As far as draft surprises go, seeing former UGA shooting guard Kentavious Caldwell-Pope be selected by Detroit was a relatively mild one. After all, “KCP” was projected to go in the mid-to-late lottery by virtually every NBA Draft pundit, and the Pistons were selecting at #8 overall. However, Detroit had been vocal in telling the world that they were looking for a point guard and, well, Caldwell-Pope certainly isn’t a point guard.
However, the situation in Detroit is very, very interesting for the soon-to-be rookie shooting guard. He arrives in a backcourt that already includes two “combo” guards in Rodney Stuckey and Brandon Knight, and frankly, Caldwell-Pope is the only “natural” shooting guard on the team. For me, Stuckey isn’t a real concern, as he has struggled mightily in recent years and I can’t see a scenario where he would be a road block for the rookie, but Knight is the player to watch.
There were widespread rumors that Detroit was considering (or even favoring) a move that would send Knight to the 2-guard position, but all of that screeched to a halt on the drafting of KCP. However, Knight, the 6’3 scoring guard from Kentucky, has struggled off of the dribble in his time in the NBA, and he’s definitely not a pure point guard. Throw in rumors that Jose Calderon could be on the move, and Detroit is suddenly a team without a floor leader.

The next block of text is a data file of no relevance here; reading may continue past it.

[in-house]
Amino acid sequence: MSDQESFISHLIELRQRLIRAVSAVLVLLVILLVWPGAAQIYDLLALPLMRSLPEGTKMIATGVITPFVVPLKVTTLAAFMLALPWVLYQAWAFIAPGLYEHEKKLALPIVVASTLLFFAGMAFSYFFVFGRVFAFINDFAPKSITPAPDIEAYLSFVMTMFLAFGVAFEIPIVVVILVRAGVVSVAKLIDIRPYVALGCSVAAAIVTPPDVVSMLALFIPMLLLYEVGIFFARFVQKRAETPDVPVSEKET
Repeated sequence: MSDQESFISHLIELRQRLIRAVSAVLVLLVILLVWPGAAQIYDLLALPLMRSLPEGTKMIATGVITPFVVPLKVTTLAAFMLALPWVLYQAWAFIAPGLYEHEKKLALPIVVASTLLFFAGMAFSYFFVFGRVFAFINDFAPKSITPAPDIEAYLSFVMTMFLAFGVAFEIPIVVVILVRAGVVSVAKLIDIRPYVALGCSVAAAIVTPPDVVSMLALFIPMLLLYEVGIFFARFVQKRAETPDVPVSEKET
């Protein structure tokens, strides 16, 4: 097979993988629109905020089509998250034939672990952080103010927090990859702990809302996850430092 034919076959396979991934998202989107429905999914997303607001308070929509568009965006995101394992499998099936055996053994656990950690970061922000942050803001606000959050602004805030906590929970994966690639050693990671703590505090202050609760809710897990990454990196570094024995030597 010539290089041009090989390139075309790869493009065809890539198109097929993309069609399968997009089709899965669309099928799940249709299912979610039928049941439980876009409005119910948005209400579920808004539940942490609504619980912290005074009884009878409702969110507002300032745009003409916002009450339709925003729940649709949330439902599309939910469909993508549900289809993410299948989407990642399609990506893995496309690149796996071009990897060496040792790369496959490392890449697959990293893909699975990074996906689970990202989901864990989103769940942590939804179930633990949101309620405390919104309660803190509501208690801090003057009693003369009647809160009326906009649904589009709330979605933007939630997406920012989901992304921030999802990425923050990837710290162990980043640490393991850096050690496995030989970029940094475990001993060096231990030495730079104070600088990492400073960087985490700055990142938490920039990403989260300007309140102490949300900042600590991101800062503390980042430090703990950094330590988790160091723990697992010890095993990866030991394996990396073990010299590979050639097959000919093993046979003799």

After all of that, I will say this. Kentavious Caldwell-Pope isn’t going to be an NBA bust. It’s not happening.
Even in a situation that I wouldn’t have preferred for him, his NBA “upside” is real, and players with a defined, NBA-level skill set like KCP’s offensive game don’t usually flop in the league. He was one of the best pure shooters in the entire draft, has quality size (6-foot-6) and athleticism for the position, and the fact that he can play NBA defense from the moment he arrives in the league is a positive to get him onto the floor.
In Detroit, I can’t imagine he will be asked to stretch his game in ways that he shouldn’t be stretched. Apart from the possibility that he could be used as a small forward in “small ball” lineups, KCP should be placed in a position as a spot-up shooter, and that is probably best for him as he works on his game in terms of ball handling and mid-range shooting. I’d love to see Detroit bring in a pure point guard, but even if they don’t, the interior passing ability of the team’s best player, Greg Monroe, should allow for kick-outs to Caldwell-Pope, and the focus on stopping Monroe and counterpart Andre Drummond should free him for open shots as a rookie.
For UGA fans, I’m sure they would have preferred to see him running alongside Ricky Rubio with a long-rumored fan of his in the Minnesota Timberwolves, but just because he went to a less-than-ideal spot doesn’t mean Caldwell-Pope will struggle. Detroit’s roster is very much in flux (could they land Josh Smith!?), but one thing is certain. Kentavious Caldwell-Pope will be on the roster when October rolls around, and he’ll be ready to shoot.